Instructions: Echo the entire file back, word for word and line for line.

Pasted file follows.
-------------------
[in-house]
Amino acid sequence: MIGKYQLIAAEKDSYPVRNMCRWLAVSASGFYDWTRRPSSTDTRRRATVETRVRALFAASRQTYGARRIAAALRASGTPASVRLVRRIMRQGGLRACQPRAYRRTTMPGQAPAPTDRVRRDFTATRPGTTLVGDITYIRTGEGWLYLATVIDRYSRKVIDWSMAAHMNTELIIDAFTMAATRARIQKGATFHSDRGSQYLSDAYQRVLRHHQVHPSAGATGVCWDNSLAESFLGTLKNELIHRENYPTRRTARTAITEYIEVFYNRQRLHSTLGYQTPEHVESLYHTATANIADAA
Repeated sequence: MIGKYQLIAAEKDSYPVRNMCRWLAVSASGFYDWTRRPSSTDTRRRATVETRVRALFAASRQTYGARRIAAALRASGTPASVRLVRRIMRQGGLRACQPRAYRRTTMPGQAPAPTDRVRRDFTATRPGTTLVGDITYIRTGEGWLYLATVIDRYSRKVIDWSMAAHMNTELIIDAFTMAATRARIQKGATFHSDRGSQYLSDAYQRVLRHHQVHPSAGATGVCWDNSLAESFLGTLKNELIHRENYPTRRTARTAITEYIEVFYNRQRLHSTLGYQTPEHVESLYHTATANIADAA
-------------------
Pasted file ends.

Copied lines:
[in-house]
Amino acid sequence: MIGKYQLIAAEKDSYPVRNMCRWLAVSASGFYDWTRRPSSTDTRRRATVETRVRALFAASRQTYGARRIAAALRASGTPASVRLVRRIMRQGGLRACQPRAYRRTTMPGQAPAPTDRVRRDFTATRPGTTLVGDITYIRTGEGWLYLATVIDRYSRKVIDWSMAAHMNTELIIDAFTMAATRARIQKGATFHSDRGSQYLSDAYQRVLRHHQVHPSAGATGVCWDNSLAESFLGTLKNELIHRENYPTRRTARTAITEYIEVFYNRQRLHSTLGYQTPEHVESLYHTATANIADAA
Repeated sequence: MIGKYQLIAAEKDSYPVRNMCRWLAVSASGFYDWTRRPSSTDTRRRATVETRVRALFAASRQTYGARRIAAALRASGTPASVRLVRRIMRQGGLRACQPRAYRRTTMPGQAPAPTDRVRRDFTATRPGTTLVGDITYIRTGEGWLYLATVIDRYSRKVIDWSMAAHMNTELIIDAFTMAATRARIQKGATFHSDRGSQYLSDAYQRVLRHHQVHPSAGATGVCWDNSLAESFLGTLKNELIHRENYPTRRTARTAITEYIEVFYNRQRLHSTLGYQTPEHVESLYHTATANIADAA